Engine is a machine that converts heat energy to mechanical energy. In all conventional engines a hot gas expands within a cylinder, pushing a piston and that causes mechanical work. This straight-line motion is changed to rotary motion by a crankshaft connected to the piston. In external-combustion engines like the steam engine, the gas is heated by burning fuel outside the cylinder and enters the cylinder at a high temperature and high pressure. In expanding and moving the piston, the gas grows cooler and its pressure falls to a level not far above that of the outside atmosphere. This spent gas then leaves the cylinder, and a new charge is introduced either after the piston has been returned to its original position or on the opposite side of the piston from the spent charge. In the more recent type the expansion of the second charge restores the piston to its original position; in single-acting engines, the piston is returned by the action of a flywheel attached to the crankshaft. Double-acting engines provide two power strokes for each full rotation of the crankshaft and single-acting engines only one, so double-acting engines can develop twice as much power as single-acting engines of the same size and speed. Both internal- and external-combustion engines require a system of valves to allow the introduction of fresh charges of gas and the expulsion of spent gas. The gas must be introduced and expelled when the piston is in the correct position, and this timing is accomplished by controlling the mechanism that operates the valves from the crankshaft. In theory, any working substance can be heated and used to drive an external-combustion engine, but only steam has been used. The reason for this is that, at any given temperature, steam has more energy than any other readily obtainable working substance. If one were to run an engine on hot air, one could only get the same power output by heating the air to a higher temperature. This would not only involve a more elaborate system for heating the gas than a steam boiler, it would also mean that greater care would have to be taken to see that heat was not lost by conduction through the walls of connecting pipes, valve chests, and cylinders, since the rate of conduction of heat increases with increasing temperature. The fact that steam could be used to do work in a properly designed machine was recognized as early as the second century a.d. by Hero of Alexandria; however, the first systematic investigation of this use of steam was made by Giambattista della Porta in a book on pneumatics published in 1601. He proposed that water could be pumped by using the pressure exerted by expanding steam or the vacuum created when steam condensed on being cooled. An engine that probably employed these principles was built by Edward Somerset, Marquis of Worcester, in 1663, but no details of its operation survived. In 1698, Thomas Savery patented a pistonless steam engine used for pumping out accumulated water in mine shafts, and for providing water for driving water wheels as well as for drinking. In Savery’s engine a large airtight vessel was filled with steam from a boiler. The boiler valve was then closed, and the vessel was cooled. Opening a valve connected to a pipe leading into the mine shaft, permitted the vacuum in the vessel to draw the water up from the shaft. This engine, like its successor the Newcomen engine, was extremely inefficient because much of the heat energy of the steam was used to heat the vessel, which had to be cooled during each cycle. In 1680, Christiaan Huygens set up an engine in which a piston would be raised by the explosion of a small charge of gunpowder. Cooling the cylinder would create a partial vacuum, causing the piston to drop and do work in the process. In 1690, Denis Papin suggested that steam be used in an engine of this type, but his plan proved to be unworkable because he proposed heating the steam in the same cylinder in which it was to expand and condense. This engine, thus, would have been even less efficient than Savery’s; instead of merely wasting a large part of the energy of each charge of steam introduced into the cylinder from a continuously heated boiler, far more heat would have been required in alternate heating and cooling of the entire engine. This failure, and word of Savery’s success, led Papin to build a pumping engine rather like Savery’s, except that it used a piston in a cylinder to keep the steam and water separate. In 1705, Thomas Newcomen made the single improvement required in Papin’s original engine to make the idea workable. He used a separate boiler as a source of steam. The piston in a vertical cylinder was raised by the counterweight attached to an oscillating beam, while steam was admitted behind the rising piston. When the piston had reached the top of the cylinder, the steam valve was closed and a valve was opened to introduce a spray of cold water into the cylinder. This caused the steam to condense, and the resulting partial vacuum in the cylinder permitted the atmospheric pressure to push the piston back to its original position. The water from the condensed steam and the spray was drained from the cylinder by opening a third valve. When this valve was closed and the steam valve reopened the cycle repeated itself. Newcomen’s engine was single-acting, the actual power stroke taking place while the steam was contracting rather than when it was expanding in the cylinder. In order to minimize leakage around the piston, water was introduced above it during the downstroke. Any of this water that flowed into the cylinder aided the condensation of the steam and flowed out of the cylinder with the condensate at the end of the power stroke. Newcomen’s engine was also used to power the pumps required to prevent the flooding of mineshafts and also used for mills and watersupply systems. James Watt set the basic pattern of all subsequent reciprocating steam engines by using the expanding steam to push the piston and by devising the valve system that permitted double-acting operation. His invention of the throttling governor to regulate the engine speed automatically is considered to be one of the first contributions to the science of automatic control. Watt did not originally undertake to create a new engine. His first intention was to improve the efficiency of Newcomen’s engine by eliminating the alternate heating and chilling of the cylinder. He accomplished this by adding a second separate chamber into which the steam passed and in which it was condensed after the piston was raised. This chamber was kept cold and the cylinder was kept hot. Watt maintained the temperature of the cylinder constant by covering it at the top, allowing steam to pass through a hollow jacket around the cylinder, and by insulating the entire cylinder from the air. In order to maintain a vacuum in the condenser and to remove the condensate, the condenser was equipped with a small pump run from the engine itself. As an additional improvement Watt introduced the use of oil to achieve a good vacuum seal around the piston. These improvements, as well as the idea of using the power of expanding rather than of contracting steam, were contained in a patent issued to Watt in 1769. At that time all steam engines still provided only straight-line motion, but in 1781 Watt patented a system for converting this to rotary motion. He subsequently employed a crankshaft, after an earlier patent on this basic device issued to James Pickard had expired. In 1782, Watt patented his double-acting engine and throttling governor. In this engine, a separate steam chest attached to the cylinder contains a sliding valve which alternately admits fresh steam to opposite sides of the piston at the same time that spent steam is being expelled. Both ends of the cylinder are closed, the piston rod must move in a straight line; outside the cylinder, it is pivoted at the crosshead so that the straight-line motion can be converted to rotary motion by the crankshaft. The rod that actuates the sliding valve has a similar crosshead so that the rotary motion of the crankshaft can be converted back to straight-line motion. Watt’s throttling governor made it possible for the engine to run at a steady speed without constant manual control of the main steam-inlet valve. This device consisted of a pair of weights spun by means of a belt drive from the flywheel. When the engine was running, centrifugal force pushed the weights apart, closing the valve and cutting down on the amount of steam supplied to the engine. This caused the engine to slow down, which, in turn, lessened the centrifugal force on the weights, permitting them to come closer to each other, causing the valve to reopen. The efficiency of an engine of this type depends entirely on the amount of the steam’s energy that the engine can extract. This energy may be thought of as consisting of two parts, the steam’s pressure and its temperature. The lower the temperature and pressure of the spent steam exhausted by the engine compared to the temperature and pressure of the steam admitted to the cylinder, the more efficient the engine will be. By condensing the exhausted steam, Watt made it possible to achieve low exhaust temperatures and pressures even with relatively short strokes, thereby improving engine efficiency without sacrificing speed.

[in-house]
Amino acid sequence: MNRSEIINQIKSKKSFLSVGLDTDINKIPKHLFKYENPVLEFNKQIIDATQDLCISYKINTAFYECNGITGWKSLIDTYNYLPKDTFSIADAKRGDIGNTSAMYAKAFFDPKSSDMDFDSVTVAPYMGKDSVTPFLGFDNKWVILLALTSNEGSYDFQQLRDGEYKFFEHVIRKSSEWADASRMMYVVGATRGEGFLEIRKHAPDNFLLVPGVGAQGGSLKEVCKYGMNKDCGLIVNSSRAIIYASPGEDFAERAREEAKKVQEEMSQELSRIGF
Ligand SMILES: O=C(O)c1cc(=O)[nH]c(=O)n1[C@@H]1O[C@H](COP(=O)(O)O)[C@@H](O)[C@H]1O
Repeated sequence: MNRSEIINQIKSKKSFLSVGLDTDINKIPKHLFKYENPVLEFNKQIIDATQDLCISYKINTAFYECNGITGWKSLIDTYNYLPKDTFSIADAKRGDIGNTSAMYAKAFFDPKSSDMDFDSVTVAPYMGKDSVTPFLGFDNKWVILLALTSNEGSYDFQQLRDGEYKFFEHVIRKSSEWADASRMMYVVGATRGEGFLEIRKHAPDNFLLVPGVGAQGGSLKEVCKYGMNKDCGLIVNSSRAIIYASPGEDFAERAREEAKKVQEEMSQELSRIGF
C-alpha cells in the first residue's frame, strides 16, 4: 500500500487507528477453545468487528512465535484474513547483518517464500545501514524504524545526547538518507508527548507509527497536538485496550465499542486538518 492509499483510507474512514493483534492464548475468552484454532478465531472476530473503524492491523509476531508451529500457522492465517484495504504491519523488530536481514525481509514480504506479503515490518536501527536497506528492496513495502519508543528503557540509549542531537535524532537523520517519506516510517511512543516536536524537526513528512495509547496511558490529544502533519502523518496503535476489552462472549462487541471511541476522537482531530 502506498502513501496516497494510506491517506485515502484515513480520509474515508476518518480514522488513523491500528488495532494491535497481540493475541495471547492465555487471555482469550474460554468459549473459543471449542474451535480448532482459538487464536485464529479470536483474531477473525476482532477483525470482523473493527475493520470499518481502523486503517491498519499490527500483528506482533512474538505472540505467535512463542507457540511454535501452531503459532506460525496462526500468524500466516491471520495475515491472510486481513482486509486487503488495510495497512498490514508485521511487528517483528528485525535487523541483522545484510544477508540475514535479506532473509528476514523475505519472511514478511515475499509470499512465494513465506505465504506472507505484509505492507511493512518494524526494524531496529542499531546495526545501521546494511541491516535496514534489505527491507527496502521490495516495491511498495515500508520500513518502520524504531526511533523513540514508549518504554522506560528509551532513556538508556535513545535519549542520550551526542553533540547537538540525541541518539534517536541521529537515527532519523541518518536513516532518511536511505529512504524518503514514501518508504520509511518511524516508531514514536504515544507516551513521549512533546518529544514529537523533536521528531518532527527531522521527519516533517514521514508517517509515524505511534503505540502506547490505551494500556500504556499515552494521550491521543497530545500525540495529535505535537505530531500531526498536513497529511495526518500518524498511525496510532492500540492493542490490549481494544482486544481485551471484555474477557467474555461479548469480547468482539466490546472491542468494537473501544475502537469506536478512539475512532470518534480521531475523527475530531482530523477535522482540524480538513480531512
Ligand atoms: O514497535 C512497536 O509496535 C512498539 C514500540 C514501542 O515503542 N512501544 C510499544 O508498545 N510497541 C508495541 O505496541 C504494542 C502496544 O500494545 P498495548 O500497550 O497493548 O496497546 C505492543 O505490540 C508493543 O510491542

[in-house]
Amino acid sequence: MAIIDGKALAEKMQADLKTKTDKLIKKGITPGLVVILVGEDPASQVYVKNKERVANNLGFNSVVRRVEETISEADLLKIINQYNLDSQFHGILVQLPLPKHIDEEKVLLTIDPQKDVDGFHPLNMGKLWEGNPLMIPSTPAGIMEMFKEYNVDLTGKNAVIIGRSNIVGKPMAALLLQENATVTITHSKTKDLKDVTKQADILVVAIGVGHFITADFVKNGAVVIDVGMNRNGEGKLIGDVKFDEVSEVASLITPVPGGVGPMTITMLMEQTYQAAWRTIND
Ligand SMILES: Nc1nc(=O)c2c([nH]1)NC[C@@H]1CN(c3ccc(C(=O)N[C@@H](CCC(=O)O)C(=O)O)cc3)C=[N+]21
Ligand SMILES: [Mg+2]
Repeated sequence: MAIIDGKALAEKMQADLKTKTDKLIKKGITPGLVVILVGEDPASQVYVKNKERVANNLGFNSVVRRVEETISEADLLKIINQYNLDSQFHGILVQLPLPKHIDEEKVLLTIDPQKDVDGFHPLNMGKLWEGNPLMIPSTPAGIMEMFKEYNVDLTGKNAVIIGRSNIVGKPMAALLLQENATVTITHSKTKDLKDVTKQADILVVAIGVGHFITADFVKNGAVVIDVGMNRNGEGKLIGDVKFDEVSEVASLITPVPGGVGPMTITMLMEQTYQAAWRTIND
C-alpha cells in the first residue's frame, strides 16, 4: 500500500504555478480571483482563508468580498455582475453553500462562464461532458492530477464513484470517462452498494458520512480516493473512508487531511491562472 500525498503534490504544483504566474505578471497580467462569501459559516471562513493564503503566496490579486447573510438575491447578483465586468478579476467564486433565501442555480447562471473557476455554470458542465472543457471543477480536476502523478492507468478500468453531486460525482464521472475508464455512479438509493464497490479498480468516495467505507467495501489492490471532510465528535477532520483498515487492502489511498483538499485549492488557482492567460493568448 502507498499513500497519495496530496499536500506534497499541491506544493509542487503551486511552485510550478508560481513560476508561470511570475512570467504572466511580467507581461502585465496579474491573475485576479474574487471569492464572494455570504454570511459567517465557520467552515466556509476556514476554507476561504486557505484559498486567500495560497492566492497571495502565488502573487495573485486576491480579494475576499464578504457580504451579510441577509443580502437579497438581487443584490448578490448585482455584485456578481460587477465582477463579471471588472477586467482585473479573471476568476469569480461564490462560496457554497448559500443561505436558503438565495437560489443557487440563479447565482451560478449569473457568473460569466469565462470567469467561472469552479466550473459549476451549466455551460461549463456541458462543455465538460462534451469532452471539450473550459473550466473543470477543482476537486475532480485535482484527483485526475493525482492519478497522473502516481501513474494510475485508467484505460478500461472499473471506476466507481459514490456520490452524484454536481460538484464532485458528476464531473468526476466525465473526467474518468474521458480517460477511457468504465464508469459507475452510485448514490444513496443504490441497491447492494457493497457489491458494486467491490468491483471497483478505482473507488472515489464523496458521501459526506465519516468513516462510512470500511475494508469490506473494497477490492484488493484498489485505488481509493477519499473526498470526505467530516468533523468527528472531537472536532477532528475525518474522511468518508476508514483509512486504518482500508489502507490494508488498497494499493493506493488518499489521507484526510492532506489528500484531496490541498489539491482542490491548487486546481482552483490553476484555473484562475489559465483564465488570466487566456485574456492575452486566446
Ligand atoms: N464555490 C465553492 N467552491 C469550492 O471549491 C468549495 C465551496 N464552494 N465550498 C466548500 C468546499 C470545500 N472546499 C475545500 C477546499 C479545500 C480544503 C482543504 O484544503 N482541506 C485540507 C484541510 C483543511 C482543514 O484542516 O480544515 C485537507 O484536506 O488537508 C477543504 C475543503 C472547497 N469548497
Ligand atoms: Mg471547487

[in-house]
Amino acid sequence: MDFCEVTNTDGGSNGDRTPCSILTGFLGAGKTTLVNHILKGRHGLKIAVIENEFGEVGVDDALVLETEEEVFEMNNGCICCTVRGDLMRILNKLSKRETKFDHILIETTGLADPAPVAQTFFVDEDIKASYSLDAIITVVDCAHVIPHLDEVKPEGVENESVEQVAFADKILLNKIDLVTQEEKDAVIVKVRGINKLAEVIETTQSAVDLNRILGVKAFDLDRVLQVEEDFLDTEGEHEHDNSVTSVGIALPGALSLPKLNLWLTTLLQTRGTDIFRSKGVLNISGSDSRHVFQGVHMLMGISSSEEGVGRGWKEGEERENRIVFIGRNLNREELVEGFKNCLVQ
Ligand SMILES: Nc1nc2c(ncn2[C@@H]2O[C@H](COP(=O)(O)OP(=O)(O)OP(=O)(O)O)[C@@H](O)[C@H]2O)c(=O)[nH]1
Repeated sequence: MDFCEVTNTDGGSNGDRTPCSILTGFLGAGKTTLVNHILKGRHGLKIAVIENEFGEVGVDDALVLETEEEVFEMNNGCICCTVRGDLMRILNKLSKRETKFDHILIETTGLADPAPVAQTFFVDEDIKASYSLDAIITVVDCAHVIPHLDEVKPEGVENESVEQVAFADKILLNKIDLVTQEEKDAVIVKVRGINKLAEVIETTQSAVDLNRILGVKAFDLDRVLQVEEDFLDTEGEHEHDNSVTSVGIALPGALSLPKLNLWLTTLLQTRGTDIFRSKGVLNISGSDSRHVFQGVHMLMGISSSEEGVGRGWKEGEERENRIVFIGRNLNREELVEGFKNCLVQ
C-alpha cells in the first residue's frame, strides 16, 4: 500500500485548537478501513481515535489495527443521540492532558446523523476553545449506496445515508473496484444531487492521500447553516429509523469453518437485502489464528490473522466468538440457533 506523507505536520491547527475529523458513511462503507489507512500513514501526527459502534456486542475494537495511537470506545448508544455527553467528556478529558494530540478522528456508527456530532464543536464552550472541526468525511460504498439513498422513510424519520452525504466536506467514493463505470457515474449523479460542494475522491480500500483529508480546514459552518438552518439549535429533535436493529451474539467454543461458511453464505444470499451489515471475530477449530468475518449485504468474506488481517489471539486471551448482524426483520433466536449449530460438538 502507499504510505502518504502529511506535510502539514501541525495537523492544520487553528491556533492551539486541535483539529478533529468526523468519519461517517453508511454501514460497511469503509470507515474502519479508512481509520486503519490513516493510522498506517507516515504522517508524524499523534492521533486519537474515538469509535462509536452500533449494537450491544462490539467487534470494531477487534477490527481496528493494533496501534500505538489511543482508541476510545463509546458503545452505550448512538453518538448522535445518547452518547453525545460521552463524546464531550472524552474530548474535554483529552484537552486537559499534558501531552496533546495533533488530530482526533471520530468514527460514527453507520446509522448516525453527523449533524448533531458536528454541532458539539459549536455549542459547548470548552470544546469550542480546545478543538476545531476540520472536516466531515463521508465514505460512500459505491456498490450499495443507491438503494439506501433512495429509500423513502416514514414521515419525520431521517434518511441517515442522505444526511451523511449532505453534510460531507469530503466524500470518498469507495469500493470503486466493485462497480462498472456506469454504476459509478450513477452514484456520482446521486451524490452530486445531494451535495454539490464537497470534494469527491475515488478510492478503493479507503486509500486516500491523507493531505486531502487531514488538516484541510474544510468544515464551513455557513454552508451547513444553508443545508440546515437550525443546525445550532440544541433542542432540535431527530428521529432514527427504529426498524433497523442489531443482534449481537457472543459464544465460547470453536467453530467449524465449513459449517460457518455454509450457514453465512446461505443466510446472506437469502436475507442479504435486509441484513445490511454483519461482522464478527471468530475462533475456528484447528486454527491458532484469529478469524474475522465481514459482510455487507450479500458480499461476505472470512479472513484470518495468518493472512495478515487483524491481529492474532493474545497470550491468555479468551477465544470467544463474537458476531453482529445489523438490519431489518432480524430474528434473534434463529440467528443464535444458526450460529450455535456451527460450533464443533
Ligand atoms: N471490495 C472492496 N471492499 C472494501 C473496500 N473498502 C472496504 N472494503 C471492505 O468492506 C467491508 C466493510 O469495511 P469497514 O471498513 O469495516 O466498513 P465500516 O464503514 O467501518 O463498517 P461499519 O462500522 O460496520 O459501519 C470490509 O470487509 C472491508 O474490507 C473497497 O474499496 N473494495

In 1781 Jonathan Hornblower solved a difficulty by allowing the spent steam from one cylinder to pass into a second, larger cylinder for further expansion against a second piston. The temperature difference for each cylinder was made smaller and efficiency was improved. This technique is called compounding and has been used in engines containing as many as four stages, so that each charge of steam expands in four different cylinders of increasing size before it is completely spent. Strumpf’s engine, patented in 1906 by Johann Strumpf, eliminates the necessity for compounding to reduce the loss of heat to the valve system. In this engine there are no exhaust valves. Instead, the spent steam passes through a ring of holes in the middle of the cylinder so that it never comes into contact with the intake valves. These exhaust parts are uncovered by the thick piston as it reaches the end of its stroke. In the Stirling engine, the expansion of hot air or other gas, rather than steam, is used for power. Work is produced, as in an internal-combustion engine, when gas is compressed while cold and allowed to expand when hot. In this engine the gas is heated by an external burner, as in the steam engine. The Stirling engine was invented in Scotland in 1816 by the Rev. Robert Stirling, and was used in industry for a time. There are two basic methods of controlling the pressure and temperature of the gas. In the displacer system the hot and cold gases in the cylinder are separated by a second piston, called the displacer. The two chambers within the cylinder are connected through tubes running outside the cylinder. These tubes pass through a cooler, a regenerator, and a heater. At the beginning of the cycle, the two cylinders are separated. The cold gas is compressed between the displacer and the power piston, transferred through the tubes and the heater to the upper part of the cylinder, and there the hot gases are allowed to expand. At the end of the cycle, the displacer moves upward, transferring the gas downward through the cooler system to be compressed again. The regenerator is used to minimize waste of heat. It receives heat from the hot gas entering the cooler and gives it up to the cool gas entering the heater. In the double-acting system there is no displacer. Four cylinders are arranged in a square array, connected to one another through four heater-regenerator-cooled units. The pistons operate one quarter of a cycle out of phase with their neighbors. In this way the total volume in any two connected chambers is decreasing when the air is cool and increasing when it is hot. In internal-combustion engines, the chemical energy of the fuel is converted into heat inside the engine itself. Internal-combustion engines do not require a boiler or some other heating device as external-combustion engines do. Although it is possible to run an internal-combustion engine on any fuel in combination with air, virtually all commercial engines use petroleum fuels; gasoline or Diesel oil. In the operation of an internal-combustion engine, there are four steps that must take place: fuel and air must be introduced into the cylinder, the mixture must be compressed, it must then be burned, and the exhaust gases must be removed from the cylinder before introducing a fresh charge of fuel and air. In Diesel engines, the fuel and air do not enter the cylinder at the same time, but the cycle of operation is the same. There are two basic systems of accomplishing these operations, the four-stroke cycle and the two-stroke cycle. In the four-stroke cycle an intake valve is opened as the piston is at the top of the cylinder, and the charge of fuel and air is drawn into the cylinder by the partial vacuum created by the piston’s traveling down the cylinder. When the piston reaches the bottom of its stroke, the intake valve is closed and the piston compresses the charge. When the piston reaches the top again, the mixture is ignited, and the resulting expansion of the hot gases forces the piston down. When the piston is at the bottom of its stroke again, the exhaust valve opens and the rising piston forces out the exhaust gases, leaving the cylinder clear for the introduction of the next charge of fuel and air. The entire process requires two complete down-and-up motions of the piston or two revolutions of the crankshaft. A flywheel stores up enough energy from the power stroke to carry the piston through the other three trips before the next power stroke. The first practical engine employing this cycle of operation was made by Karl Otto in Germany in 1876. In the two-stroke cycle, the fresh charge of fuel and air is compressed below the piston or by some other means and forced into the cylinder when the piston is at the bottom of its stroke; the charge is then compressed by the piston’s moving upward, and ignited at the end of this compression stroke as before. At the end of the power stroke, a fresh charge sweeps the exhaust gases out of the cylinder. In this cycle there is one power stroke for each revolution of the crankshaft. As the piston rises during the compression stroke, a partial vacuum is created in the crankcase that draws in a charge of fuel. During the power stroke the downward motion of the piston compresses this charge in the crankcase until the outlet valve opens, permitting the charge to pass to the cylinder and sweep out the exhaust gases. In order to support combustion, air and fuel must be mixed together in the proper proportion. Air-fuel ratios, measured in pounds of air to pounds of fuel, range from 8:1 to 20:1, and may be rich or lean. For maximum power a fairly rich mixture of 10:1 or 12:1 is required. A leaner mixture of 14.5:1 or 15:1 is more commonly used and represents a compromise between power and economy. Although the purpose of an engine is to convert heat to mechanical energy, internal-combustion engines produce more heat than can safely be converted. In order to prevent this excess heat from destroying the engine, it is necessary to provide some means of cooling the cylinders. In small engines and in aircraft engines the cylinders are cooled by a stream of air moving past them. To facilitate cooling, the cylinders are equipped with fins, which increases the surface area that can be in contact with the cooling air system. In large engines the cylinders are cooled by pumping a liquid through a hollow jacket surrounding them. This liquid is usually water, or a relatively nonvolatile substance like ethylene glycol that does not freeze at low temperatures when the engine is not running. This liquid is cooled by passing it through a radiator that is exposed to a stream of air. Gasoline engines may work on either the two- or four-stroke cycle. In addition to the basic pistons, cylinders, and crankshaft, they require a system for mixing the air and fuel together in the proper ratio and a system for igniting the mixture at the proper moment; four-stroke engines also require a system of inlet and exhaust valves. The air and fuel are mixed in a device called the carburetor. Usually the fuel-air ratio is controlled by varying the amount of fuel allowed to mix with the air, if very rich mixtures are required the air is reduced, a process that is called choking. Ignition is accomplished by means of an electric spark created between the points of a spark plug placed in the head of the cylinder. The required electricity is produced by a battery or a small electric generator connected to the crankshaft and is stepped up to a high voltage by a transformer called a spark coil. The ratio of the total cylinder and combustion chamber volume to that of the combustion chamber alone, is known as the compression ratio. In general, the higher the ratio, the greater is the force pushing down on the piston. Automotive engine compression ratios range from about 7:1 to 11:1. In Diesel engines, the heat developed by the compression stroke is used to ignite the fuel. Instead of a fuel-air mixture being introduced into the cylinder, air alone is compressed and the fuel is injected into the cylinder at high pressure at the compression stroke. Diesel engines require no ignition system, are not subject to preignition, and can use relatively cheap fuel oils instead of expensive highly refined gasoline. Since the air and fuel are not mixed before entering the cylinder, no carburetor is required. The high compression ratios required to ensure ignition demand heavier construction, and the fuel must be compressed before it is sprayed into the cylinder.